The rapid rise in rents in Brisbane over the last 12 months has been building for some time. Since 2017, the residential vacancy rate has been falling in Brisbane.  According to SQM Research, our city now has month-on-month record-low vacancy rates recorded. The current vacancy rate across Greater Brisbane is 0.7 per cent.

It has been reported that nearly 30 per cent of rental dwellings have been stripped from the Queensland market in two years. The 2022 PIPA Annual Investor Sentiment Survey found that during this time, more than 160,000 investment properties were potentially sold to home buyers throughout the state. This means rental stock in Queensland has potentially fallen by an extraordinary 29 per cent in just two years.

The 2022 PIPA Survey showed that 19 per cent of investors nationwide have signalled they intend to sell even more property within the next 12 months. This confirms the assumptions above. The number one reason cited in this survey was the fact that Queensland’s proposed new land tax law would penalise owners of property in other states/territories. With the land tax proposal now scrapped, it is possible that these projected numbers will change. Of course, time will tell.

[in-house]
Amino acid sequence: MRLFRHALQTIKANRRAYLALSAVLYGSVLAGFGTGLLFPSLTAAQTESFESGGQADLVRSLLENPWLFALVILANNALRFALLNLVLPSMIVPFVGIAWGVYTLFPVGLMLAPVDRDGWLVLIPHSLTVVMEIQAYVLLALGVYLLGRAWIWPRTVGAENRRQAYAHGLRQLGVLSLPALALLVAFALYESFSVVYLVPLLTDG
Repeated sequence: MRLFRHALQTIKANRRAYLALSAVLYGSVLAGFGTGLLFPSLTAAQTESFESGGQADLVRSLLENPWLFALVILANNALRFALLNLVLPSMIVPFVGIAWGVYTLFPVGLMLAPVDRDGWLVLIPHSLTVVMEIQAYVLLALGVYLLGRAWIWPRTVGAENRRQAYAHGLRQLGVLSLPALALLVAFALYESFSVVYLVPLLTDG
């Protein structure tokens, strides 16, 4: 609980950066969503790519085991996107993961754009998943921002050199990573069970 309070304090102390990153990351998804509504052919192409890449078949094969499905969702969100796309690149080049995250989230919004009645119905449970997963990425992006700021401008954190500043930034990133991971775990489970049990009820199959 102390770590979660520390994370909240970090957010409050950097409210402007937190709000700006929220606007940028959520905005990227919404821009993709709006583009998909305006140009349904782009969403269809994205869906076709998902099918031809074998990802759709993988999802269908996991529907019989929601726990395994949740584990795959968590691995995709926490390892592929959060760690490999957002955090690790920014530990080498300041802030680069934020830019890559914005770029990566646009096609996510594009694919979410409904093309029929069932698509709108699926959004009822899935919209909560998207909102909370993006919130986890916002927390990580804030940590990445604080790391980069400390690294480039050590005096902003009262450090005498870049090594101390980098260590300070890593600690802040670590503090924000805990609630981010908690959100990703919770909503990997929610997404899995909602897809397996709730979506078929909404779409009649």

With rents rapidly increasing in Brisbane, the portion of income required to service new rents has reached its highest level since 2009. Affordability is starting to be challenged for those who are renting properties in Brisbane.

For investors who are looking for some solid returns, especially those lured by higher yields, there is likely to be some strong income growth in the months and years ahead. This is due to the factors highlighted above. Unless we see new rental accommodation being added to the market, it will be hard to imagine how rents won’t keep escalating into the foreseeable future.

Perhaps now that the Queensland land tax proposal has been scrapped, we will start to see more investors show interest once again. This is especially true for those who are looking for some strong yields, along with the prospect of strong growth in the lead-up to the 2032 Olympic Games and beyond.

What will happen in the months ahead?

Looking back at previous months, we feel that July demonstrated the lowest level of activity in the Brisbane market. August showed a slight improvement, but there was a definite improvement throughout September. This also seems to be reflected in the data, given the fact that when we assess the data, we are looking in the rear-view mirror. We have seen a small improvement between August and September (reflecting what was happening on the ground between July and August), and we expect that the results next month will show a further improvement.